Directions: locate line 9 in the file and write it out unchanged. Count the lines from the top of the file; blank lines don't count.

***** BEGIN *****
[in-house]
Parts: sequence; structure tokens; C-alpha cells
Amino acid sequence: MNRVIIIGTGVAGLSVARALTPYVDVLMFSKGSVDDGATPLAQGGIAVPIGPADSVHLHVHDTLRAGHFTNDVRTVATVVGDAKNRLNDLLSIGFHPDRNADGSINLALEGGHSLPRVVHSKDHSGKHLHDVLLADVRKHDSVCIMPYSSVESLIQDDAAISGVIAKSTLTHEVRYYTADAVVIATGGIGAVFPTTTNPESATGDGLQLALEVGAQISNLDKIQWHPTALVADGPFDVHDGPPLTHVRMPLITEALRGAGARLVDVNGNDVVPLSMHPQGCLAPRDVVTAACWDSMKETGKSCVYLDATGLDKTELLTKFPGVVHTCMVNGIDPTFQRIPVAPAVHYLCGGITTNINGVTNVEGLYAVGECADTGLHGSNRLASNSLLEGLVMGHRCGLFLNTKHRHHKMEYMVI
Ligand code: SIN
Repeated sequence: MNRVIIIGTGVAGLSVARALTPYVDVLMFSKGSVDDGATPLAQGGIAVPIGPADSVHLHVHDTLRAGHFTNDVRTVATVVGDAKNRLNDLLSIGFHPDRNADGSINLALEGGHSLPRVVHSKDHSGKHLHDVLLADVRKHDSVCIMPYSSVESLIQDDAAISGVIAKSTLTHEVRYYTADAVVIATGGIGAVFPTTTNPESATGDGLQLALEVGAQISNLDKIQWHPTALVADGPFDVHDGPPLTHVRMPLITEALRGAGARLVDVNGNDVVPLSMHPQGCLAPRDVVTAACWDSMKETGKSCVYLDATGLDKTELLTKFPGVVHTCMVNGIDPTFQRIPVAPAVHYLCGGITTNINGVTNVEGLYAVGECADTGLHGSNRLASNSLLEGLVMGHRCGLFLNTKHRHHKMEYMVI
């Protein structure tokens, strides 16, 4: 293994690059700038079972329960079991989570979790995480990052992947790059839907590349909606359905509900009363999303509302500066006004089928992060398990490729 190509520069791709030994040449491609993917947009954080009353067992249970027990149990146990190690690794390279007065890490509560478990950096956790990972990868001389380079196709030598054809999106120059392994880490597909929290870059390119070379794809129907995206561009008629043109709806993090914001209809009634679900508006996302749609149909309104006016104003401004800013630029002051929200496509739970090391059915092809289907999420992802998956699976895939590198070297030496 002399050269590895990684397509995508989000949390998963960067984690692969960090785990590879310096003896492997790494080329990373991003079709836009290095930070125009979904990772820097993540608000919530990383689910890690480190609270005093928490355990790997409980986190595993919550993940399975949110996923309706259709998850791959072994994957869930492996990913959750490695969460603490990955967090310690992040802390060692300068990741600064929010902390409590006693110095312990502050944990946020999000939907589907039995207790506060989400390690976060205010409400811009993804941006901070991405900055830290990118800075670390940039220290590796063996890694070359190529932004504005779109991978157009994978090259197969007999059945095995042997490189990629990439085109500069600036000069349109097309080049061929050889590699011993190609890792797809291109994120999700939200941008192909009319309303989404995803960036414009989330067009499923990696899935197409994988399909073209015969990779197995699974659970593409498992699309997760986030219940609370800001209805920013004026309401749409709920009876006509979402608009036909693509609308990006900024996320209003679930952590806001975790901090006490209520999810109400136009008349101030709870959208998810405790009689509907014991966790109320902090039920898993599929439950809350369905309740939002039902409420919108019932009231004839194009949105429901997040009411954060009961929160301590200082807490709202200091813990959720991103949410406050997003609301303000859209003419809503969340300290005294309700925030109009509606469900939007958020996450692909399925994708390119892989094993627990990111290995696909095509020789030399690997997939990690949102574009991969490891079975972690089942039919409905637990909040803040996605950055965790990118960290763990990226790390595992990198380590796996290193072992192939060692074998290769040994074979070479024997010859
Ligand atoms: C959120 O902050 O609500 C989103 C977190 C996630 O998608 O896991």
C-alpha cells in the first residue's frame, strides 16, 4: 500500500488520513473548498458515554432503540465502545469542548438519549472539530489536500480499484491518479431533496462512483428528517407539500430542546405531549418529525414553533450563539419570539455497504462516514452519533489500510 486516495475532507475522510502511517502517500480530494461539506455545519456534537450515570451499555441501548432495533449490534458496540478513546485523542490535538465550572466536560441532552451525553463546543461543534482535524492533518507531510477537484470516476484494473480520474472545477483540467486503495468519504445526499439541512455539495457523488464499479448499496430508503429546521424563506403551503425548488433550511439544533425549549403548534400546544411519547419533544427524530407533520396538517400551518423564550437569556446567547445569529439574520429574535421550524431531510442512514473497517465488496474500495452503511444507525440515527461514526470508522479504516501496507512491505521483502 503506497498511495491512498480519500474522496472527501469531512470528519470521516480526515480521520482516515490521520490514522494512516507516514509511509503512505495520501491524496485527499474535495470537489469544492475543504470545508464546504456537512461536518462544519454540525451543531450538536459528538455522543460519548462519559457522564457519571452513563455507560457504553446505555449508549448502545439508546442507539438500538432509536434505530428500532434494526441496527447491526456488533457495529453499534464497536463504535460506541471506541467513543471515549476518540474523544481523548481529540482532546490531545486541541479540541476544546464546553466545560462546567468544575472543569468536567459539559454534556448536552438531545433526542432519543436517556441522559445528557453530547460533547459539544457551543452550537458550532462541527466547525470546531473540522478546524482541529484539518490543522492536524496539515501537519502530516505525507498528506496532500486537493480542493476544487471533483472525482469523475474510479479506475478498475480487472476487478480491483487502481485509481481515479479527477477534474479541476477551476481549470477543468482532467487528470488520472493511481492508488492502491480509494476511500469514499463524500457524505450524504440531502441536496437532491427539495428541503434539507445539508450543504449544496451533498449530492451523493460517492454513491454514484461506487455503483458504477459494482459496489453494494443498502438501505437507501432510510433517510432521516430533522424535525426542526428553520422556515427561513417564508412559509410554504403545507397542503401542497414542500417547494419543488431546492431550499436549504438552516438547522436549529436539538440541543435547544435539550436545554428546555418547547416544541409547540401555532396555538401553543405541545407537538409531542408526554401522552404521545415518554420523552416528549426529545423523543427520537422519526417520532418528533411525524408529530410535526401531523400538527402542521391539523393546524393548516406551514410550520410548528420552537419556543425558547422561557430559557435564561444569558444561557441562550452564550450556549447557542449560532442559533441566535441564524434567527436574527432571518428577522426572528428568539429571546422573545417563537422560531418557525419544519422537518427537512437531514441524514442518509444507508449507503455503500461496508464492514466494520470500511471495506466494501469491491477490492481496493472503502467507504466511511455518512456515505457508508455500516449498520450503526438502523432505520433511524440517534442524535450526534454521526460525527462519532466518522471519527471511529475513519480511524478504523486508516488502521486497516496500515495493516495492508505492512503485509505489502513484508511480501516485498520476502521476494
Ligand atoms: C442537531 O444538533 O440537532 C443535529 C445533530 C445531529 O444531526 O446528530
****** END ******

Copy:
Ligand atoms: C442537531 O444538533 O440537532 C443535529 C445533530 C445531529 O444531526 O446528530